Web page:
How To Reduce Indoor Pollution
Usually, we think of pollution as something related to the outside. Air pollution is available in the outside air in the form of haze, ozone and smog. But in reality, air indoors is also polluted, sometimes even more polluted than the outside air. There are several factors that may pollute your inside air, including lead, fire-retardants, volatile chemicals, formaldehyde, radon and others. Children, elderly, and people with breathing problems may have sensitivity to these indoor pollutants, while others may also develop health problems over time with repeated exposure. Here at OneHowTo.com, we will tell you how to reduce indoor pollution.
Cleaning, cooking, nail polishing, using hair sprays and other such activities can release capricious compounds in your indoor air, which can ultimately lead to varied health related issues. To reduce indoor pollution, use proper house ventilation in the form of fans and hoods to reduce exposure and humidity causing mildew and mold. If you use a fireplace, ensure that its flue damper is open wide. Poor ventilation allows pollutants to linger in your inside air.
Ban smoking indoors
According to experts, cigarette smoke is one of the most common factors that cause indoor air pollution. Cigarette smoke releases residual particles and gas, that settle down on your fabrics, carpets and tapestry, and cause health hazards to the family members. Children and people with chronic lung and heart problems have more chances of developing serious complications. So, don’t allow anyone to smoke inside your home.
Get rid of household odors
Instead of masking household odors, try to find out its source, and eliminate them. These can be in the form of a rotten apple in the cupboard, a pet stool or a musty blanket. Find the source of the odor and clean it up. Some people use air fresheners to improve the smell of their house, but they contain phthalates and VOCs which are more harmful for the inside air. Use a bowl of baking soda instead, which will suck up the odors and make your inside air cleaner and fresher.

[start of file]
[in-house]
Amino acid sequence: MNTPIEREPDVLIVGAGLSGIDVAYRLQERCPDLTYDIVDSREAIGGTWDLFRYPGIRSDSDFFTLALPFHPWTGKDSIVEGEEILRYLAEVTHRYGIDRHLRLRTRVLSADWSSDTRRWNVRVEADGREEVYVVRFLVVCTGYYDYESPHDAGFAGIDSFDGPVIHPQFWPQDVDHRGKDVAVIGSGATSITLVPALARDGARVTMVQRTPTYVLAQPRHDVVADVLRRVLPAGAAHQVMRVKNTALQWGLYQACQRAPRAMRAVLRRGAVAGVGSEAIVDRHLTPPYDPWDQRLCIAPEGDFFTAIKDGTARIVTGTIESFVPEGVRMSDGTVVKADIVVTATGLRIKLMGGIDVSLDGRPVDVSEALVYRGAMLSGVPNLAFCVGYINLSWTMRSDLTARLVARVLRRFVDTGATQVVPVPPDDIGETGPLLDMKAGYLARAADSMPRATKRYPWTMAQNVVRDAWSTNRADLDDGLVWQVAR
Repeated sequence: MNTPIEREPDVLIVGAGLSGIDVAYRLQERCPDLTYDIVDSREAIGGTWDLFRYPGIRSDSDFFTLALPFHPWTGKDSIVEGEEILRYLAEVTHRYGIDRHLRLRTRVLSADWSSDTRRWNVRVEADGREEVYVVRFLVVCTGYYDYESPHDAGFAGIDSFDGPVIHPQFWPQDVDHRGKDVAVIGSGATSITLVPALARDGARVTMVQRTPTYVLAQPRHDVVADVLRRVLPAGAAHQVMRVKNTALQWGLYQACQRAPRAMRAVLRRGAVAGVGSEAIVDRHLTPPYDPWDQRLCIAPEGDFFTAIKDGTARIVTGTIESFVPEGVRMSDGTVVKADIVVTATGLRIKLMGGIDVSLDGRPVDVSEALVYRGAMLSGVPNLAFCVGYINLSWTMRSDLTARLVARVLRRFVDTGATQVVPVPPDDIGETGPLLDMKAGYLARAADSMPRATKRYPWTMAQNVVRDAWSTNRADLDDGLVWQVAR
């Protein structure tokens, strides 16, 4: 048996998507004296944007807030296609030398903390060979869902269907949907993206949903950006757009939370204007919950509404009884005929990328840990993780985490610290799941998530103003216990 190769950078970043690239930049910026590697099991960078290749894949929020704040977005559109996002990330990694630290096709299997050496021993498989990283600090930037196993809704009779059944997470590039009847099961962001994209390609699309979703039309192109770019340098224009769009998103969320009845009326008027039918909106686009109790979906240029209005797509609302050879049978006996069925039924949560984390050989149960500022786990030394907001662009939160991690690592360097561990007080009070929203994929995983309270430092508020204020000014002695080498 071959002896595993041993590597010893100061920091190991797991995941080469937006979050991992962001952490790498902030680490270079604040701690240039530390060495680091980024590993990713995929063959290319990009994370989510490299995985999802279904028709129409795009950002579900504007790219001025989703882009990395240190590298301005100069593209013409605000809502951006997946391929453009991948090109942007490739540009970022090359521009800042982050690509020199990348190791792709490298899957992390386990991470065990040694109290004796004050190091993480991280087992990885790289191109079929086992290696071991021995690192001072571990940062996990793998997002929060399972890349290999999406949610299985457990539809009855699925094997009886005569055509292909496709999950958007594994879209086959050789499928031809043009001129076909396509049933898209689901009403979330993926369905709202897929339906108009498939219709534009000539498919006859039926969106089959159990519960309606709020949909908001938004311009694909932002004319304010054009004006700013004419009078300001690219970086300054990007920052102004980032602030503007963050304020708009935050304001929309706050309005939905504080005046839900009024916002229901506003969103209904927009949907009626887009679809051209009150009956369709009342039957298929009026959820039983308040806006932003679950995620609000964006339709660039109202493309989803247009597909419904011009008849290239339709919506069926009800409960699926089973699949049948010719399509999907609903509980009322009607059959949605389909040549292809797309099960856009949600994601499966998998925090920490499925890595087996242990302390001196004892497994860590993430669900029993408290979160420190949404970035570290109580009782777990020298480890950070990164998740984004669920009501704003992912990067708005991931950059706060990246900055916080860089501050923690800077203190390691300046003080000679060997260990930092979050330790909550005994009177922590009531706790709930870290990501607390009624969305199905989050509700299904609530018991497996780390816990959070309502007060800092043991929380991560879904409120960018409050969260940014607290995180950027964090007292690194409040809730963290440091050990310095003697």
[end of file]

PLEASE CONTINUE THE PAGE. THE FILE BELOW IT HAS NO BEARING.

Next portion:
Mopping the house regularly with a wet cloth picks up the dirt and dust that is usually left behind by vacuuming. There is no need to use cleaners and soaps. Just dip a cloth in plain water, and capture lingering allergens and dust from your surfaces. More advanced micro-fiber mops are designed to capture more dirt and dust than a traditional cloth mop.
Keep the shoes outside
Most people bring dirt and chemicals from the outside inside their home through their shoes. If possible, try to keep all shoes outside the house, and keep separate slippers for the inside. If that’s not possible, keep large door mats outside all your entry doors, so that the dirt, pollutants and pesticides on shoes do not enter inside the home. Even if people don’t wipe off their shoes properly with the door mat, it will at least reduce the amount of dirt coming inside.
Get some plants
Your indoor air can become fresher and cleaner with plants like a spider plant, aloe vera or fern. These indoor plants act like natural air purifiers, as their roots and foliage absorb most of the chemical pollutants that your synthetic materials may release.
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